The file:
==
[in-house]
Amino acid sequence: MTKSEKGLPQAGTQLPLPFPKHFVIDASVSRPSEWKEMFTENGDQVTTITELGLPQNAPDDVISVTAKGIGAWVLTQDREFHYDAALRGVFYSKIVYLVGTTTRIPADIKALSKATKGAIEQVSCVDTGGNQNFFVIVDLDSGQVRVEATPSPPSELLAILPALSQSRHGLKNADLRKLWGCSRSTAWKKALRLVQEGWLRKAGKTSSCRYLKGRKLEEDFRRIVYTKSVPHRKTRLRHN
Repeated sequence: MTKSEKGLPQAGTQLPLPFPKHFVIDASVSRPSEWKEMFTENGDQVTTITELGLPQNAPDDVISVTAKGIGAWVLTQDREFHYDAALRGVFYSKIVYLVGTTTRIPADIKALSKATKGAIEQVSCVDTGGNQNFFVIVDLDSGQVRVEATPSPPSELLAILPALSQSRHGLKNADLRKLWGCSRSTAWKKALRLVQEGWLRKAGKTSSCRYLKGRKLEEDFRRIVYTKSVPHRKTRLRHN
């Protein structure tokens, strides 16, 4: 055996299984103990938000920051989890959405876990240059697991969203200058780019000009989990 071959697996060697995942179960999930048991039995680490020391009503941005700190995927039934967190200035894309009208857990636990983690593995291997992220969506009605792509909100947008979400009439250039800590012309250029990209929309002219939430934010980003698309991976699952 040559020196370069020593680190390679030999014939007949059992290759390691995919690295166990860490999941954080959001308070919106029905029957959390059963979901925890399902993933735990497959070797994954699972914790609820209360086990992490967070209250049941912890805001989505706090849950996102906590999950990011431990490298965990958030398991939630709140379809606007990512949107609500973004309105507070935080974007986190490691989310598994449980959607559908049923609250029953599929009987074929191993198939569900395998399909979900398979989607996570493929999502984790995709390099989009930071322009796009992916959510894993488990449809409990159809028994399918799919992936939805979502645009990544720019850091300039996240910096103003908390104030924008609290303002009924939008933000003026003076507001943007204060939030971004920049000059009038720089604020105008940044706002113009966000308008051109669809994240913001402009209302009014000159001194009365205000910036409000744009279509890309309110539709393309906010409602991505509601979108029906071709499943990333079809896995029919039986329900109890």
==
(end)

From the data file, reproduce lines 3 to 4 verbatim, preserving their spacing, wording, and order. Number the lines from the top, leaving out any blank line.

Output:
Repeated sequence: MTKSEKGLPQAGTQLPLPFPKHFVIDASVSRPSEWKEMFTENGDQVTTITELGLPQNAPDDVISVTAKGIGAWVLTQDREFHYDAALRGVFYSKIVYLVGTTTRIPADIKALSKATKGAIEQVSCVDTGGNQNFFVIVDLDSGQVRVEATPSPPSELLAILPALSQSRHGLKNADLRKLWGCSRSTAWKKALRLVQEGWLRKAGKTSSCRYLKGRKLEEDFRRIVYTKSVPHRKTRLRHN
């Protein structure tokens, strides 16, 4: 055996299984103990938000920051989890959405876990240059697991969203200058780019000009989990 071959697996060697995942179960999930048991039995680490020391009503941005700190995927039934967190200035894309009208857990636990983690593995291997992220969506009605792509909100947008979400009439250039800590012309250029990209929309002219939430934010980003698309991976699952 040559020196370069020593680190390679030999014939007949059992290759390691995919690295166990860490999941954080959001308070919106029905029957959390059963979901925890399902993933735990497959070797994954699972914790609820209360086990992490967070209250049941912890805001989505706090849950996102906590999950990011431990490298965990958030398991939630709140379809606007990512949107609500973004309105507070935080974007986190490691989310598994449980959607559908049923609250029953599929009987074929191993198939569900395998399909979900398979989607996570493929999502984790995709390099989009930071322009796009992916959510894993488990449809409990159809028994399918799919992936939805979502645009990544720019850091300039996240910096103003908390104030924008609290303002009924939008933000003026003076507001943007204060939030971004920049000059009038720089604020105008940044706002113009966000308008051109669809994240913001402009209302009014000159001194009365205000910036409000744009279509890309309110539709393309906010409602991505509601979108029906071709499943990333079809896995029919039986329900109890």